We have welcomed over 6,000 visitors over the past 5 years from all across the world, from politicians to oceanographers, and paleontologists to representatives from the White House, US Department of Agriculture and United Nations. All of these experiences provide our students with students with a “window to the world” and introduce to them a life of possibility. We work to model for our students the incredible potential within them and to help them to realize their potential by encouraging them to take responsibility and initiative: in the classroom, the garden, their communities, and ultimately the world. 
 
- The vast majority of your students are low-income minority students that are inmany ways marginalized socio-economically. How has your educational approach capitalized upon (or suffered from) this reality? 
 

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The Academy for Global Citizenship has neither “capitalized upon nor suffered” as a 
result of our 90% minority and 83% low-income student population. When we were developing the philosophy and framework for our community centered school, we knew we were interested in developing an approach that would be scalable across the district by transcending demographic differences. We researched neighborhoods across the city and conducted site visits, looking for an area where there was a need for quality public education, and an opportunity to make an impact on community nutrition and sustainability.  We have witnessed the success of AGC’s model in communities with different socio-economic and cultural needs.  We wholeheartedly believe that all students will benefit from a trans-disciplinary, experiential approach to education that addresses the need of the whole child and engages families along the way.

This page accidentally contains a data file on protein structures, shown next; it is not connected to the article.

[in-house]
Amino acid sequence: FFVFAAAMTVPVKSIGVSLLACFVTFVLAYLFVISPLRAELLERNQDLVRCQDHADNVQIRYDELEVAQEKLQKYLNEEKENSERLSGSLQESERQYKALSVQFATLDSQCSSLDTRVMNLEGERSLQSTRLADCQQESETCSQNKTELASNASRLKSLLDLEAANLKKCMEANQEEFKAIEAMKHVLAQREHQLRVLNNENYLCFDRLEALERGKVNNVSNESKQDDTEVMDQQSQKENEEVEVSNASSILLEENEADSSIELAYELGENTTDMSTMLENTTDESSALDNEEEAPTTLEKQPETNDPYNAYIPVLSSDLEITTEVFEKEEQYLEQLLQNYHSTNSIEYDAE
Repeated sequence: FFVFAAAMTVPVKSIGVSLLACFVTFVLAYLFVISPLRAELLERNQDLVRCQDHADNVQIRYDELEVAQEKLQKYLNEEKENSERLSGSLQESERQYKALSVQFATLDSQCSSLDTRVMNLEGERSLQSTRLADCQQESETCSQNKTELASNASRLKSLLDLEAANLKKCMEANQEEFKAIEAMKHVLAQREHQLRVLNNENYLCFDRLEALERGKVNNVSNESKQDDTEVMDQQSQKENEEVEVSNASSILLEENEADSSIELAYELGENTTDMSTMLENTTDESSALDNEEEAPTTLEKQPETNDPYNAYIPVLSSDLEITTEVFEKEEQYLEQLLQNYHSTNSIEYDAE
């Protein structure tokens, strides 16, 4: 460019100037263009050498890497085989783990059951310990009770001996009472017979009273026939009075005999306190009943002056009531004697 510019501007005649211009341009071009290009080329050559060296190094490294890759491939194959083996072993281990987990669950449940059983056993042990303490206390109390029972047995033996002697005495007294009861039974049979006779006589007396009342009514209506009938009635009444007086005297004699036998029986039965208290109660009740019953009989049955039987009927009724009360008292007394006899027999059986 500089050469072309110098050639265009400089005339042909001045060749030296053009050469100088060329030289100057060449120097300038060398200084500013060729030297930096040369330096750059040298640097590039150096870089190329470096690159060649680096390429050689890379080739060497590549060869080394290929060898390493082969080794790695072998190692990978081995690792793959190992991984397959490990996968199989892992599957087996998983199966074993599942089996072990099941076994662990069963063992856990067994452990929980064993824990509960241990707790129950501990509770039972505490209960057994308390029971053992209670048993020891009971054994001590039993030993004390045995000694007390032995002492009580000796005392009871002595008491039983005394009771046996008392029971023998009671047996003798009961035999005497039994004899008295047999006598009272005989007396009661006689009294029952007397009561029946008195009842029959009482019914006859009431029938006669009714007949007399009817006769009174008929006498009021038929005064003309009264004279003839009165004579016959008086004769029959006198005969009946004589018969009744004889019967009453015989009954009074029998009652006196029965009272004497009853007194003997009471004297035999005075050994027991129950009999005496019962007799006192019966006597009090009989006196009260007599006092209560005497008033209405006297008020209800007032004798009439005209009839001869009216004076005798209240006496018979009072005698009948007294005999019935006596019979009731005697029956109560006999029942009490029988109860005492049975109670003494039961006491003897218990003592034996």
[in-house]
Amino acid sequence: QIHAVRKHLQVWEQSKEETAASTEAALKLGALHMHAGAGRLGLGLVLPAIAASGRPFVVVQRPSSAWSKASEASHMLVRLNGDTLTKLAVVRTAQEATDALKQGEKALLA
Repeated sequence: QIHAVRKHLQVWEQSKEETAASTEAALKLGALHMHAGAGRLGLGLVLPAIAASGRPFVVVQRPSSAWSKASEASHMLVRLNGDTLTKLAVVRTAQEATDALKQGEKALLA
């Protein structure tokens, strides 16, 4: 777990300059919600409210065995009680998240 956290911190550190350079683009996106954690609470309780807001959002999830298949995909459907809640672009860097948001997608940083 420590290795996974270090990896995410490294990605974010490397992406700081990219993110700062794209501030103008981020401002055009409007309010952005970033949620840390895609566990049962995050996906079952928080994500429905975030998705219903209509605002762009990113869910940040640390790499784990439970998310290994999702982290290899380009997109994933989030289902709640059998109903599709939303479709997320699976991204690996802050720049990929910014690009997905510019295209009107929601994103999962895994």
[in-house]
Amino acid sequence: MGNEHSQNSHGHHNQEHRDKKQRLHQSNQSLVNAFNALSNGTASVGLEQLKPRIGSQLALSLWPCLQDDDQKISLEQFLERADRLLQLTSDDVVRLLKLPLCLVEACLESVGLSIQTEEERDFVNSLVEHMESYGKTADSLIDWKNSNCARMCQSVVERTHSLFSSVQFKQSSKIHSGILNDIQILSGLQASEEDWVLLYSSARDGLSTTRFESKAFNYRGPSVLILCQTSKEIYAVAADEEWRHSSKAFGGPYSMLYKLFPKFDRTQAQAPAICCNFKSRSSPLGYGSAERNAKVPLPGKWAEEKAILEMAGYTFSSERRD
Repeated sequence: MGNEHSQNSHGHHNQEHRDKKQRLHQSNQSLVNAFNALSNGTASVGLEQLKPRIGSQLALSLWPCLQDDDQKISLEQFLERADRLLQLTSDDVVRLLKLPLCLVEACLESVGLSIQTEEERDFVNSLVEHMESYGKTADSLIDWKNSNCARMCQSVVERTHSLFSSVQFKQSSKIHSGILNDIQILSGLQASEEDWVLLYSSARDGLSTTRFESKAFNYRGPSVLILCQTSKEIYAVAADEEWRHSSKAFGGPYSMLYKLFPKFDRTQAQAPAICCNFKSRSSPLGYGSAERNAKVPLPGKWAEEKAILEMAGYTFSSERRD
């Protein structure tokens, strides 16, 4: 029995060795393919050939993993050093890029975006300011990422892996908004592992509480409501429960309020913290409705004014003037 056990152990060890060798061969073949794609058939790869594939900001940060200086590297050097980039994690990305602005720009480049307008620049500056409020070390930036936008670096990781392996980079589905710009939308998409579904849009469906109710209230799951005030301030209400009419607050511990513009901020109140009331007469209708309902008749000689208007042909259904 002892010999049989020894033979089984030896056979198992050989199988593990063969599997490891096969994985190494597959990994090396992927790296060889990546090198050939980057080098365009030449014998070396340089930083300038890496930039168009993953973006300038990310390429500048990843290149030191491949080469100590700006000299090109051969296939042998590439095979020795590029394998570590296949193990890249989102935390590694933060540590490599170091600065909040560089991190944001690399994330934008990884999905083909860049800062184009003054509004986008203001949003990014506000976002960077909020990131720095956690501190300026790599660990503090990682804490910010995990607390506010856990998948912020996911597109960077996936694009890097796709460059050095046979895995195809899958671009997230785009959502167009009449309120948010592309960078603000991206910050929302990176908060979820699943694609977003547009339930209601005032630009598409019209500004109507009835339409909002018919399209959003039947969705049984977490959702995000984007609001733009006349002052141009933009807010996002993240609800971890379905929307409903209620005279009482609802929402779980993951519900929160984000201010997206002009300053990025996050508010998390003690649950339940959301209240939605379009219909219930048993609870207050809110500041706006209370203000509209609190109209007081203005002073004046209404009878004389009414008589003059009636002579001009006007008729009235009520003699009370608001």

- With our focus on International Schools, I am curious what sort of feedback you received from your foreign visitors and whether they are now trying to emulate any of the innovative approaches implemented by AGC Chicago. 
 
We have been inspired to witness the tremendous interest in replicating aspects of our model in countries around the world – including Jordan, Colombia, Japan, Cyprus and South Africa.  As the world becomes increasingly concerned with the state of our planet, AGC’s School Sustainability Handbook has been adopted by schools across the globe as a mechanism for supporting a more environmentally minded generation. Our students also share their experiences and work on projects with our sister school students in Uganda, the Himalayas and Guatemala.   As an authorized International Baccalaureate School, we are part of a global network that includes collaboration and sharing best practices among schools in 138 countries.
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- What is the most effective way to schools around the world to “foster international awareness” amongst students that each live in their own little corner of the world?